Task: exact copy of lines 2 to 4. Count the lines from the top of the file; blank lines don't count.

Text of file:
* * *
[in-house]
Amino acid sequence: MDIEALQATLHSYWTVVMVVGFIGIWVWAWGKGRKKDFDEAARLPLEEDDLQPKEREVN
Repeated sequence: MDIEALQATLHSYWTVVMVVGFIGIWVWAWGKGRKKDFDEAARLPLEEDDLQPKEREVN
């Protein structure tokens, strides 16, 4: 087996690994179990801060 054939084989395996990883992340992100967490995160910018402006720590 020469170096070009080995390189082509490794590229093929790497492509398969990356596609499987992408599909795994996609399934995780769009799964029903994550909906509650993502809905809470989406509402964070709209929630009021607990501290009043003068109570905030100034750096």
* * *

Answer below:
Amino acid sequence: MDIEALQATLHSYWTVVMVVGFIGIWVWAWGKGRKKDFDEAARLPLEEDDLQPKEREVN
Repeated sequence: MDIEALQATLHSYWTVVMVVGFIGIWVWAWGKGRKKDFDEAARLPLEEDDLQPKEREVN
């Protein structure tokens, strides 16, 4: 087996690994179990801060 054939084989395996990883992340992100967490995160910018402006720590 020469170096070009080995390189082509490794590229093929790497492509398969990356596609499987992408599909795994996609399934995780769009799964029903994550909906509650993502809905809470989406509402964070709209929630009021607990501290009043003068109570905030100034750096």